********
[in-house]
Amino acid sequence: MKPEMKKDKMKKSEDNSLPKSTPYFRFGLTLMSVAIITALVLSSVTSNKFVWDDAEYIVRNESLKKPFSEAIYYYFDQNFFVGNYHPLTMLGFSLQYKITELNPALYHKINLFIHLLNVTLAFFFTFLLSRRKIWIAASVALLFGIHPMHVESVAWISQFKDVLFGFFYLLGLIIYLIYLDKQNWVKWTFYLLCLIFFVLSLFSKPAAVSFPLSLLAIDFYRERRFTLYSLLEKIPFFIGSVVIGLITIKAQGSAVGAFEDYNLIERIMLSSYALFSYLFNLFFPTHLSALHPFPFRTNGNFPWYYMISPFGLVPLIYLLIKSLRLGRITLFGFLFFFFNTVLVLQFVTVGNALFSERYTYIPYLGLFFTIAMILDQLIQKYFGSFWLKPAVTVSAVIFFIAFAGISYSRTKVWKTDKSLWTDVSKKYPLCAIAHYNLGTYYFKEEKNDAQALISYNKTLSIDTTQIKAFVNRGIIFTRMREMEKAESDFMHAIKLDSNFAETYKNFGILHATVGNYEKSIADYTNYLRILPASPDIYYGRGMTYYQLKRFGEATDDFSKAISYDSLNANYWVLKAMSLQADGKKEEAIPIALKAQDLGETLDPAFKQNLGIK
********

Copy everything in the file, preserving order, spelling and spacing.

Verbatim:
[in-house]
Amino acid sequence: MKPEMKKDKMKKSEDNSLPKSTPYFRFGLTLMSVAIITALVLSSVTSNKFVWDDAEYIVRNESLKKPFSEAIYYYFDQNFFVGNYHPLTMLGFSLQYKITELNPALYHKINLFIHLLNVTLAFFFTFLLSRRKIWIAASVALLFGIHPMHVESVAWISQFKDVLFGFFYLLGLIIYLIYLDKQNWVKWTFYLLCLIFFVLSLFSKPAAVSFPLSLLAIDFYRERRFTLYSLLEKIPFFIGSVVIGLITIKAQGSAVGAFEDYNLIERIMLSSYALFSYLFNLFFPTHLSALHPFPFRTNGNFPWYYMISPFGLVPLIYLLIKSLRLGRITLFGFLFFFFNTVLVLQFVTVGNALFSERYTYIPYLGLFFTIAMILDQLIQKYFGSFWLKPAVTVSAVIFFIAFAGISYSRTKVWKTDKSLWTDVSKKYPLCAIAHYNLGTYYFKEEKNDAQALISYNKTLSIDTTQIKAFVNRGIIFTRMREMEKAESDFMHAIKLDSNFAETYKNFGILHATVGNYEKSIADYTNYLRILPASPDIYYGRGMTYYQLKRFGEATDDFSKAISYDSLNANYWVLKAMSLQADGKKEEAIPIALKAQDLGETLDPAFKQNLGIK